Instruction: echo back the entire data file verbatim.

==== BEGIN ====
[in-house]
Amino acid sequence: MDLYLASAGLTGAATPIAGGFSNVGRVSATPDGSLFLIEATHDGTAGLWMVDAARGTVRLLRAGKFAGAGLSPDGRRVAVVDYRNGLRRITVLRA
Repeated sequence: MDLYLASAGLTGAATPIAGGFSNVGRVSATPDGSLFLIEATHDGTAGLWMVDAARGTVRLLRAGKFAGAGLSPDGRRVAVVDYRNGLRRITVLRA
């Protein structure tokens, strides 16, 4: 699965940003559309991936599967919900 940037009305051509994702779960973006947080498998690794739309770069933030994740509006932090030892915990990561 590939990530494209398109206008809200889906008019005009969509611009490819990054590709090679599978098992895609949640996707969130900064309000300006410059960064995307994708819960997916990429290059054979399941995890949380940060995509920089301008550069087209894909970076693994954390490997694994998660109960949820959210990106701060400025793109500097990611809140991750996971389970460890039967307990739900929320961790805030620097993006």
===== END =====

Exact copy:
[in-house]
Amino acid sequence: MDLYLASAGLTGAATPIAGGFSNVGRVSATPDGSLFLIEATHDGTAGLWMVDAARGTVRLLRAGKFAGAGLSPDGRRVAVVDYRNGLRRITVLRA
Repeated sequence: MDLYLASAGLTGAATPIAGGFSNVGRVSATPDGSLFLIEATHDGTAGLWMVDAARGTVRLLRAGKFAGAGLSPDGRRVAVVDYRNGLRRITVLRA
């Protein structure tokens, strides 16, 4: 699965940003559309991936599967919900 940037009305051509994702779960973006947080498998690794739309770069933030994740509006932090030892915990990561 590939990530494209398109206008809200889906008019005009969509611009490819990054590709090679599978098992895609949640996707969130900064309000300006410059960064995307994708819960997916990429290059054979399941995890949380940060995509920089301008550069087209894909970076693994954390490997694994998660109960949820959210990106701060400025793109500097990611809140991750996971389970460890039967307990739900929320961790805030620097993006």